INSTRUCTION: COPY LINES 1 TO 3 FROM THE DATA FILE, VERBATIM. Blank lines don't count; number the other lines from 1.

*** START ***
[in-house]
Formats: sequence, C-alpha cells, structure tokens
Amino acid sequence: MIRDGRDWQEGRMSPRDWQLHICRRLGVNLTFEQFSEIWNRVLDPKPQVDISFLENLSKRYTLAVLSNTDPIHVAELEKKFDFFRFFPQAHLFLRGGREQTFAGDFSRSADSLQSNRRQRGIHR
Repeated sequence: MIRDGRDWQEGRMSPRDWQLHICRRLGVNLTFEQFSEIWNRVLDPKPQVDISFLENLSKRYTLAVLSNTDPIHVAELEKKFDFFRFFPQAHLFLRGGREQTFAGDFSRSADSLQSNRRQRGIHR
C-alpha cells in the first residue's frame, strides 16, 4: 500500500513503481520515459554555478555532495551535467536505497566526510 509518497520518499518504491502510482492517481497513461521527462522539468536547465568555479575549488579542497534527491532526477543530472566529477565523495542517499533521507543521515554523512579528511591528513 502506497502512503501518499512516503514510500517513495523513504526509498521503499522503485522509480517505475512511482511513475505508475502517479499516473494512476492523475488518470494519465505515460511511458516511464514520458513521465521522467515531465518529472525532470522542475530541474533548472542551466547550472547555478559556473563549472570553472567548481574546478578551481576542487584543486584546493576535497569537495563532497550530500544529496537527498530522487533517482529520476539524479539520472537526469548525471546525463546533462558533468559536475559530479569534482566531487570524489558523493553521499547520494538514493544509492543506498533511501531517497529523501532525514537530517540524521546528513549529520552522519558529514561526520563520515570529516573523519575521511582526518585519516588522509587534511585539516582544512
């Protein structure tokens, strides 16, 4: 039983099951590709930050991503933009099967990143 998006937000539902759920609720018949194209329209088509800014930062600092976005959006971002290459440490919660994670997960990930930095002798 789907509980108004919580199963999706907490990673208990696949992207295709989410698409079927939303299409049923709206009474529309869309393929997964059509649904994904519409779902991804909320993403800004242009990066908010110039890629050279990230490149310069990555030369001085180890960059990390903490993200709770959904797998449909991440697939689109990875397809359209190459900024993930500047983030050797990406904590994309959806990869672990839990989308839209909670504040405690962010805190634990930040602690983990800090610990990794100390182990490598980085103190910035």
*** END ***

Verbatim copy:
[in-house]
Formats: sequence, C-alpha cells, structure tokens
Amino acid sequence: MIRDGRDWQEGRMSPRDWQLHICRRLGVNLTFEQFSEIWNRVLDPKPQVDISFLENLSKRYTLAVLSNTDPIHVAELEKKFDFFRFFPQAHLFLRGGREQTFAGDFSRSADSLQSNRRQRGIHR